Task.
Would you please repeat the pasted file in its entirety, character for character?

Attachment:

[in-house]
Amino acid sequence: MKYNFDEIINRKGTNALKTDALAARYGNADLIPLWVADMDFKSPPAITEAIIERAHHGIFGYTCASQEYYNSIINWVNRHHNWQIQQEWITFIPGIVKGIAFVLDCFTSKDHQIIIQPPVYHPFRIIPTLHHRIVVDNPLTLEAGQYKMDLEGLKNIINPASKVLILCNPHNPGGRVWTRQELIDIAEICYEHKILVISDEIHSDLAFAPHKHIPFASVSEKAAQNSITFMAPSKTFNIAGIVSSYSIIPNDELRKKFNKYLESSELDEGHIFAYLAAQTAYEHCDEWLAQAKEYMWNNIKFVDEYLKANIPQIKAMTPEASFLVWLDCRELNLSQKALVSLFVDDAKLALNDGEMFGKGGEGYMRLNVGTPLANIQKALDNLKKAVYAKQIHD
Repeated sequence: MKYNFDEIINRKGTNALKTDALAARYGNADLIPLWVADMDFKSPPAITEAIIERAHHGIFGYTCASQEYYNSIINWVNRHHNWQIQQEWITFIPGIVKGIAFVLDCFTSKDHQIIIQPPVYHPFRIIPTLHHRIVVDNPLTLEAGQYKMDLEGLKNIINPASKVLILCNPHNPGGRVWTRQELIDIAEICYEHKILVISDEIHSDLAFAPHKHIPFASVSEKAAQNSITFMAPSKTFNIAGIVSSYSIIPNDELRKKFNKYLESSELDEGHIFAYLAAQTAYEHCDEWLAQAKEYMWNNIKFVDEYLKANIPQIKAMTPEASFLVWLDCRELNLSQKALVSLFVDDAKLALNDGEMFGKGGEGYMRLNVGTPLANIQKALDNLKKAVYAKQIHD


[in-house]
Amino acid sequence: MKYNFDEIINRKGTNALKTDALAARYGNADLIPLWVADMDFKSPPAITEAIIERAHHGIFGYTCASQEYYNSIINWVNRHHNWQIQQEWITFIPGIVKGIAFVLDCFTSKDHQIIIQPPVYHPFRIIPTLHHRIVVDNPLTLEAGQYKMDLEGLKNIINPASKVLILCNPHNPGGRVWTRQELIDIAEICYEHKILVISDEIHSDLAFAPHKHIPFASVSEKAAQNSITFMAPSKTFNIAGIVSSYSIIPNDELRKKFNKYLESSELDEGHIFAYLAAQTAYEHCDEWLAQAKEYMWNNIKFVDEYLKANIPQIKAMTPEASFLVWLDCRELNLSQKALVSLFVDDAKLALNDGEMFGKGGEGYMRLNVGTPLANIQKALDNLKKAVYAKQIHD
Repeated sequence: MKYNFDEIINRKGTNALKTDALAARYGNADLIPLWVADMDFKSPPAITEAIIERAHHGIFGYTCASQEYYNSIINWVNRHHNWQIQQEWITFIPGIVKGIAFVLDCFTSKDHQIIIQPPVYHPFRIIPTLHHRIVVDNPLTLEAGQYKMDLEGLKNIINPASKVLILCNPHNPGGRVWTRQELIDIAEICYEHKILVISDEIHSDLAFAPHKHIPFASVSEKAAQNSITFMAPSKTFNIAGIVSSYSIIPNDELRKKFNKYLESSELDEGHIFAYLAAQTAYEHCDEWLAQAKEYMWNNIKFVDEYLKANIPQIKAMTPEASFLVWLDCRELNLSQKALVSLFVDDAKLALNDGEMFGKGGEGYMRLNVGTPLANIQKALDNLKKAVYAKQIHD